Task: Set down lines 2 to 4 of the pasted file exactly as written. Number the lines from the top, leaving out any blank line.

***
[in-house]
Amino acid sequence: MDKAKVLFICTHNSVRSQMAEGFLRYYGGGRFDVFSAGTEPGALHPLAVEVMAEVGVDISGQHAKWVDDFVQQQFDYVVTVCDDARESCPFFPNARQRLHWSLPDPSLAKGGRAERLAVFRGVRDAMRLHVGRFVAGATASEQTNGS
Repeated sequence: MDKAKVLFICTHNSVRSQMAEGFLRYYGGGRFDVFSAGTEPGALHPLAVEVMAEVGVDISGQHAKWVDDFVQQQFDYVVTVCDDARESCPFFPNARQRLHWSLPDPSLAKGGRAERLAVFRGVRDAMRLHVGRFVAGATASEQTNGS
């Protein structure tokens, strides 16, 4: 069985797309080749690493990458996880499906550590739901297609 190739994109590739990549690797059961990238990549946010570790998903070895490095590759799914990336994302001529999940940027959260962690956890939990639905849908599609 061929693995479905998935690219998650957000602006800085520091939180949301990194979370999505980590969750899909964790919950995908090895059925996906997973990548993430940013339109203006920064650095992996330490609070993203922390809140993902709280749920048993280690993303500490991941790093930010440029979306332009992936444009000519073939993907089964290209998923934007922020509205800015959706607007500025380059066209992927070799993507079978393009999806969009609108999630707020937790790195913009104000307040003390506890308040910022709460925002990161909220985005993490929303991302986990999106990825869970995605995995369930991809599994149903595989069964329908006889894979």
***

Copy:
Amino acid sequence: MDKAKVLFICTHNSVRSQMAEGFLRYYGGGRFDVFSAGTEPGALHPLAVEVMAEVGVDISGQHAKWVDDFVQQQFDYVVTVCDDARESCPFFPNARQRLHWSLPDPSLAKGGRAERLAVFRGVRDAMRLHVGRFVAGATASEQTNGS
Repeated sequence: MDKAKVLFICTHNSVRSQMAEGFLRYYGGGRFDVFSAGTEPGALHPLAVEVMAEVGVDISGQHAKWVDDFVQQQFDYVVTVCDDARESCPFFPNARQRLHWSLPDPSLAKGGRAERLAVFRGVRDAMRLHVGRFVAGATASEQTNGS
């Protein structure tokens, strides 16, 4: 069985797309080749690493990458996880499906550590739901297609 190739994109590739990549690797059961990238990549946010570790998903070895490095590759799914990336994302001529999940940027959260962690956890939990639905849908599609 061929693995479905998935690219998650957000602006800085520091939180949301990194979370999505980590969750899909964790919950995908090895059925996906997973990548993430940013339109203006920064650095992996330490609070993203922390809140993902709280749920048993280690993303500490991941790093930010440029979306332009992936444009000519073939993907089964290209998923934007922020509205800015959706607007500025380059066209992927070799993507079978393009999806969009609108999630707020937790790195913009104000307040003390506890308040910022709460925002990161909220985005993490929303991302986990999106990825869970995605995995369930991809599994149903595989069964329908006889894979």